I have been retired from active business in the Plastics Industry for 5 years and now feel that this is a good time to look back and assess my career, to see if my course of action can be of any help to anyone else in the Industry
I have been very fortunate, but credit this fortune to many people who were my mentors through life, to being prepared to take risks and to being in the right place at the right time.
I was born and educated in England, before I immigrated to Canada where I have spent my whole working life. The Plastics Industry and Societies in Canada and in the United States provided opportunities that exposed me to great challenges and opportunity. The early 1960s was a great time to start working in plastics, since this was near the birth of the industry; new materials were being discovered every day and new applications for these were constantly being developed. Everywhere people were discovering exciting properties of plastic raw materials and realizing their potential in industries such as packaging, toys, automotive, building and sports. It is hard now to think of any of the industries using anything else but plastics in many applications. Soft drinks came in glass bottles, bread in wax coated paper and automobiles weighed considerably more than they do today and barely achieved 7 miles per gallon. Clay pipe was used for irrigation and ductile iron to carry water. The conversion to plastic materials made great changes to people's lives. Formulators and compounders met fascinating challenges as they worked furiously to come up with stronger, more suitable, less expensive alternatives to conventional materials.
One of my early mentors was the Physics teacher Mr. Gould at my grammar school. He worked hard to convince me that a university education was within my grasp, something completely unknown at that time to my family. I was having a hard time deciding what to do with my life. I enjoyed sciences but was not sure of which branch appealed most. This is when Mr. Gould suggested physics, which would give a good basis in science, logical reasoning and problem solving. I followed this advice and it provided a good solid basis for a career in industry.
When I arrived in Canada my entry into the plastics industry was serendipitous. Northern Electric, the company who hired me in England had intended that I start in the Electrical Laboratory but the head of the department was absent that day and the manager of the Materials department said he really needed someone so I became a Plastics Technologist in the Materials Department. Interestingly enough, later that week I met Louise who would become my wife and still is after over 51 years. I was fortunate to be surrounded by several very competent people such as Marta Farrago, Alan Wright and Jim Campbell all working at a time when business was good and there were always funds for both training and for research and development. It was a wonderful environment to work in that provided a very good education in the basics of plastic raw materials.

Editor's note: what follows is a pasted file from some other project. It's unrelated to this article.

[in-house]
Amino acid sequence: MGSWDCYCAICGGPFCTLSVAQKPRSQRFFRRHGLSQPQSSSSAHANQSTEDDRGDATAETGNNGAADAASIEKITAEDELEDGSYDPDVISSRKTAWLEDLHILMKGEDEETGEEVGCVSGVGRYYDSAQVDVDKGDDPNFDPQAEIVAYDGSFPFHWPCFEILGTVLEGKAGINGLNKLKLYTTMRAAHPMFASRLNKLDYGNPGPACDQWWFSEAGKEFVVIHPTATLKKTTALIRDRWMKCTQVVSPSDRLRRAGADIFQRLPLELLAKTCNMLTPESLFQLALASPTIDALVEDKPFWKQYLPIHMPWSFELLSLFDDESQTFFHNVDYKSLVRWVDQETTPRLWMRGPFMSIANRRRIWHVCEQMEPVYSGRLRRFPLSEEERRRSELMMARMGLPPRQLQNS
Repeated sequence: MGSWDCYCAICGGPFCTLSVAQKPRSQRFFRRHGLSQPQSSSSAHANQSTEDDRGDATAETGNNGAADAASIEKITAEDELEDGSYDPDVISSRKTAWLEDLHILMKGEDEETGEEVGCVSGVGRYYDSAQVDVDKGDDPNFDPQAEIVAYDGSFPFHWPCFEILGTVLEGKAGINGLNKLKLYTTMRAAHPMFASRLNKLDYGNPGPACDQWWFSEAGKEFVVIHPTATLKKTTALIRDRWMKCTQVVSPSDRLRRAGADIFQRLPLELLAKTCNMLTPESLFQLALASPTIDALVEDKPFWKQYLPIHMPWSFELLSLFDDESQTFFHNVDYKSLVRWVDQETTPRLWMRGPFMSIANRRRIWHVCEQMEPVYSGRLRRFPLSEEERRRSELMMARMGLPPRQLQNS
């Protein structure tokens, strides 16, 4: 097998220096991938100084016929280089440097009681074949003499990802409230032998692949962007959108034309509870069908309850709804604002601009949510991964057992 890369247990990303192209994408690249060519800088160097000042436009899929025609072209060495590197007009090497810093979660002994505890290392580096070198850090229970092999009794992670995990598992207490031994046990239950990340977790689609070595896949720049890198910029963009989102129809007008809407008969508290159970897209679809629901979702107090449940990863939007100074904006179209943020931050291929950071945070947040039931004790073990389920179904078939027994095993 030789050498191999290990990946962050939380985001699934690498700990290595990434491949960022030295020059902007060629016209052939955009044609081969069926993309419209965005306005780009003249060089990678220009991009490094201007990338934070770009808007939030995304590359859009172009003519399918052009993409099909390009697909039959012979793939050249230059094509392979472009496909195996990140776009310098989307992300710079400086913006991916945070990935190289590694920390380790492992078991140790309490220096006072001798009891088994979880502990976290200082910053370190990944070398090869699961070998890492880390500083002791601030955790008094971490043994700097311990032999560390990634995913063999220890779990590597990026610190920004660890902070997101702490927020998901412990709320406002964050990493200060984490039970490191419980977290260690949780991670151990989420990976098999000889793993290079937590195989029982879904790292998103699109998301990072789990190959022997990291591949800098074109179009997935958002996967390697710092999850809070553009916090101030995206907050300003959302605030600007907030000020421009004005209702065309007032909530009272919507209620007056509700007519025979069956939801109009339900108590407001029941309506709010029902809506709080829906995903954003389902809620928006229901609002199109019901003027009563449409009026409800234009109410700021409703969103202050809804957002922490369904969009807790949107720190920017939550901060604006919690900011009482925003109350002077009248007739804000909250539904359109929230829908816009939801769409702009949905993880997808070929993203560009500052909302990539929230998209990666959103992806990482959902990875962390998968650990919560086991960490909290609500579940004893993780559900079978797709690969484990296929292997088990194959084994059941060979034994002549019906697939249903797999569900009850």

During the 1960s the environment issues became more important and I was again fortunate to be a partner with Charlie Knechtel in the founding of a recycling company, Phoenix Blending in Quebec, Canada. Again, we were continually inventing and creating. In those days plastic recycling was restricted to industrial waste product, but there was never a shortage of opportunity and all companies were grateful when they found out that material that they had to send to the garbage dump could either be recycled and reused internally or had a resale value. The science and technology has improved to the extent that today consumer waste can be sorted, and heavily contaminate plastic products can be cleaned, recycled and sometimes re-compounded to make useful and economic raw materials for a multitude of products. Again, working in this industry during its infancy was a satisfying and rewarding experience.
In my mid-thirties, like many people I yearned to have my own company and to be one hundred percent accountable to only myself. After initially considering starting a manufacturing plant, after much soul searching and consulting with friends and colleagues whom I highly respected, decided to reject this idea as my strengths were in sales, marketing and communication, I also had a passion for travel. So, I started a raw material company, Terinex International Limited in 1976, planning to consult with small to medium size injection molders, extrusion companies and converters to help them solve their plastic raw material issues and problems. There was no shortage of companies who needed help but none were prepared to pay for this help in the form of consulting fees. So again, on the advice of trusted colleagues I converted to being a raw material broker and distribution company and the business steadily grew from there and is still running profitably forty years later well after I retired.